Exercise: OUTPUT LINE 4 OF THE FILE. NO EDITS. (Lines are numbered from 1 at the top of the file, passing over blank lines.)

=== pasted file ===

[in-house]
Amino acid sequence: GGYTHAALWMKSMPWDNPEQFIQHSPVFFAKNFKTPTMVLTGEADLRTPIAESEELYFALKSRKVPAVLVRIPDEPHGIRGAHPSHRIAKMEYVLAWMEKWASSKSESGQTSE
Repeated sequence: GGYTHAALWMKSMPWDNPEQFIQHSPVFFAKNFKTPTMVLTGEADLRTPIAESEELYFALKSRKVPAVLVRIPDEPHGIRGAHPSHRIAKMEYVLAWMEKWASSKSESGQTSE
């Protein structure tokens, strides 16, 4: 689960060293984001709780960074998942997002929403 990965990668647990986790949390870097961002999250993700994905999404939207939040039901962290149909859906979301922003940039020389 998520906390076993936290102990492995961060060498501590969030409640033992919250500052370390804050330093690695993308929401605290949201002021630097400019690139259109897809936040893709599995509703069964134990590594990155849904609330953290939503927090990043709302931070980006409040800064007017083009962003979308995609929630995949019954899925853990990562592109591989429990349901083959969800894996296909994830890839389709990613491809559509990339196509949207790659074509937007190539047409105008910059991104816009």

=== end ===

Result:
């Protein structure tokens, strides 16, 4: 689960060293984001709780960074998942997002929403 990965990668647990986790949390870097961002999250993700994905999404939207939040039901962290149909859906979301922003940039020389 998520906390076993936290102990492995961060060498501590969030409640033992919250500052370390804050330093690695993308929401605290949201002021630097400019690139259109897809936040893709599995509703069964134990590594990155849904609330953290939503927090990043709302931070980006409040800064007017083009962003979308995609929630995949019954899925853990990562592109591989429990349901083959969800894996296909994830890839389709990613491809559509990339196509949207790659074509937007190539047409105008910059991104816009």